The installation of the Bolsheviks at the helm of Russia in late 1917 would pose a real danger to Eastern European countries, but the virus continued to spread to other European countries. How much of a threat was Bolshevism to the victors of the First World War, especially France and Great Britain?

The first country severely affected was Romania. Following the decision of the Bessarabian Country Council in early 1918 to unite with Romania, the Russian Bolsheviks stepped up their retaliatory measures against Romania. Thus, they arrested Constantin Diamandi, the Romanian ambassador in Petrograd, together with his staff, but even worse was the confiscation of Romania’s Treasure that was kept in Moscow. The Russian Bolsheviks broke off diplomatic ties with Romania. Moreover, Bolshevik troops attacked Romania along the Dniester in 1919. Another threat to Romania was the establishment of Bela Kun’s Bolshevik regime in Hungary. Bela Kun’s troops attacked both Czechoslovakia and Romania. The determined and direct intervention of the Romanian army in the summer of 1919 led to the elimination of Bolshevism in Hungary and the flight of Bela Kun to Moscow.Fortunately, Bolshevik ideas did not have any significant impact on Romanian society. Romania sounded the alarm in Paris about the Bolsheviks, but they were ignored until the summer of 1919 by the leaders of the Great Powers.

Bolshevik Propaganda

The Peace Conference, the Great Powers and Bolshevism

The main political leaders in France, Britain and the United States did not see at the beginning of the Paris Peace Conference (January 1919) the danger that Bolshevism could pose. With one notable exception. Winston Churchill was the only one who foresaw the danger: “The essence of Bolshevism, unlike any other illusory form of political thought, is that it can only be propagated and maintained through violence. […] Of all the forms of tyranny in history, Bolshevik tyranny is the worst, most destructive and degrading”. However, from the summer of 1919 onwards, despite the absence of a direct Bolshevik threat, Britain and France began to pay closer attention, especially since they could not forget the large scale strikes that occurred in the last two years of the war.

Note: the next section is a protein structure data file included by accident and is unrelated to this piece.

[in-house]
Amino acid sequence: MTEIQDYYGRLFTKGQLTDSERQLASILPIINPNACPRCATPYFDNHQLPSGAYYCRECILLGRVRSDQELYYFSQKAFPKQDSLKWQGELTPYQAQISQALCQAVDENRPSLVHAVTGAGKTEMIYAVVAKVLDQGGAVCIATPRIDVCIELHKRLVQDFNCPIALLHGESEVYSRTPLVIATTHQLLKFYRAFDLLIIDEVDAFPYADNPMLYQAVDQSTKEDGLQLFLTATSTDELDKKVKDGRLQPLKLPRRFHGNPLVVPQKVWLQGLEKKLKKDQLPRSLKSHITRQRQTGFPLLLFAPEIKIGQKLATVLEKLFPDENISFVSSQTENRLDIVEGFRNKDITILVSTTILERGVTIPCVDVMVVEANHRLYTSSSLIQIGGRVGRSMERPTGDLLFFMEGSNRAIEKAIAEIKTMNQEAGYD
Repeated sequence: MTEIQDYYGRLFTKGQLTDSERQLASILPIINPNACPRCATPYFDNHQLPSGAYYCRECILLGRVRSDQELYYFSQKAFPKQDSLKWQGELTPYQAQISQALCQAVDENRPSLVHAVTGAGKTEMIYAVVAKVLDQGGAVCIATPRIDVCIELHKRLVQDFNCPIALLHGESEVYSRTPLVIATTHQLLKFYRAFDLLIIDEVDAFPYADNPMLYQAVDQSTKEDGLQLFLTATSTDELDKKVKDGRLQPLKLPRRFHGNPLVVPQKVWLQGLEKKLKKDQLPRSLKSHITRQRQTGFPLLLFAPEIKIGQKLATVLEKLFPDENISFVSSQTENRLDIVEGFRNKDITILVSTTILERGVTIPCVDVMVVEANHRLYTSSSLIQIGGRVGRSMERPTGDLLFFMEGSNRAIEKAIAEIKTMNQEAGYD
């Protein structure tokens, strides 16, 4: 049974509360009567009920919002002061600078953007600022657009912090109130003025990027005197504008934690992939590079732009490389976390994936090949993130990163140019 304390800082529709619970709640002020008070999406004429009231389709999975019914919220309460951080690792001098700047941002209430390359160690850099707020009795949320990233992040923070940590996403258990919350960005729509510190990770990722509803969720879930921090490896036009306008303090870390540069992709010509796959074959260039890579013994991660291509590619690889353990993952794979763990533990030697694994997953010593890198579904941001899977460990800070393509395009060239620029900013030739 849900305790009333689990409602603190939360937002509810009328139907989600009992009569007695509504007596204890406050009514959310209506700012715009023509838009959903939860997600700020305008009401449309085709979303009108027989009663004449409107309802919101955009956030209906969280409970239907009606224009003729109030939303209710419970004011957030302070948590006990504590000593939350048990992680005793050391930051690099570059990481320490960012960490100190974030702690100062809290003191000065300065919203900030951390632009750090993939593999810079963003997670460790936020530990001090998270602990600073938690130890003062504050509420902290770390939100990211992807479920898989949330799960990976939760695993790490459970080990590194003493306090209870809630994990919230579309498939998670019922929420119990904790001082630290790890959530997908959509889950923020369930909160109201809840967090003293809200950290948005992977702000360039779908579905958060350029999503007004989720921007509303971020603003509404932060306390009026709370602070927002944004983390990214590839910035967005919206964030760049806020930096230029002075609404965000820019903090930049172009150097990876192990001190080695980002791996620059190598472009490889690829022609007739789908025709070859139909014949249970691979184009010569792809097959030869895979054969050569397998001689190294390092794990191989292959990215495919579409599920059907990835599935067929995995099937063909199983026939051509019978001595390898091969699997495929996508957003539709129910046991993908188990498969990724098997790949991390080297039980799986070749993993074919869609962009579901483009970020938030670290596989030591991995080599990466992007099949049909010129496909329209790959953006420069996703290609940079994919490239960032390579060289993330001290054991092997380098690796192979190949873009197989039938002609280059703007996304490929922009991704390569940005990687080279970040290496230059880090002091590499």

Strikes in France

Several serious shutdowns had taken place in the French metallurgical industry in July 1916, and again in May 1918. In the spring of 1917, strikes spread and led to general demands for wage increases and the end of the war. Much more serious were the rebellions in the French army, in May and June 1917, almost half of the French divisions on the Western Front being affected. Even though the rebellions and strikes never turned into a revolution, the memories of 1917 persisted, being amplified by the news coming from Russia with the end of the war. In the spring of 1920, when France was again crippled by a series of strikes supported by the General Confederation of Labour (CGT), the fear of Bolshevik contagion spread to the political and middle classes. The establishment of the French Section of the Workers’ International (soon to be renamed as the French Communist Party) in mid-December 1920 continued to fuel suspicions. Even though Germany remained the main threat to the geopolitical status quo, the new political message of the conservative political class in France was now linked to a double threat coming from the east of the French borders: German revisionism and Russian Bolshevism.

Anti-bolshevik propaganda

Great Britain, paralyzed by the miners’ strike

For its part, Britain faced multiple labour unrests during the 1920s, including a national miners’ strike in October 1920, which lasted two and a half weeks and brought the country to a standstill. Workers’ unrest culminated in the general strike of 1926, in which workers from all sectors of British industry were involved. However, the causes of the strikes were economic reasons and were not motivated by a desire for a revolutionary overthrow of the existing regime. The Communist Party of Great Britain, founded in 1920, never received significant public support. However, some intellectuals feared that events in Russia and Central Europe might be repeated internally. In London, the social and intellectual reformer Beatrice Webb, co-founder of the London School of Economics with her husband, wrote in her diary on November 11, 1918, the day the hostilities of World War I ceased on the Western Front, the following: “Peace! Everywhere, thrones collapse and the rich tremble in secret. How long will it take for the wave of revolution to catch up with the wave of victory? This is the question that is causing concern at Whitehall and Buckingham Palace and is causing unrest even among the deepest Democrats”.


Glenn E. Torrey, România în Primul Război Mondial [Romania in the First World War], Meteor Publishing House, Bucharest, 2014.

Robert Gerwarth, Cei învinși. De ce nu s-a putut încheia Primul Război Mondial, 1917-1923 [The Vanquished: Why the First World War Failed to End, 1917–1923], Litera Publishing House, Bucharest, 2017

Translated by Laurențiu Dumitru Dologa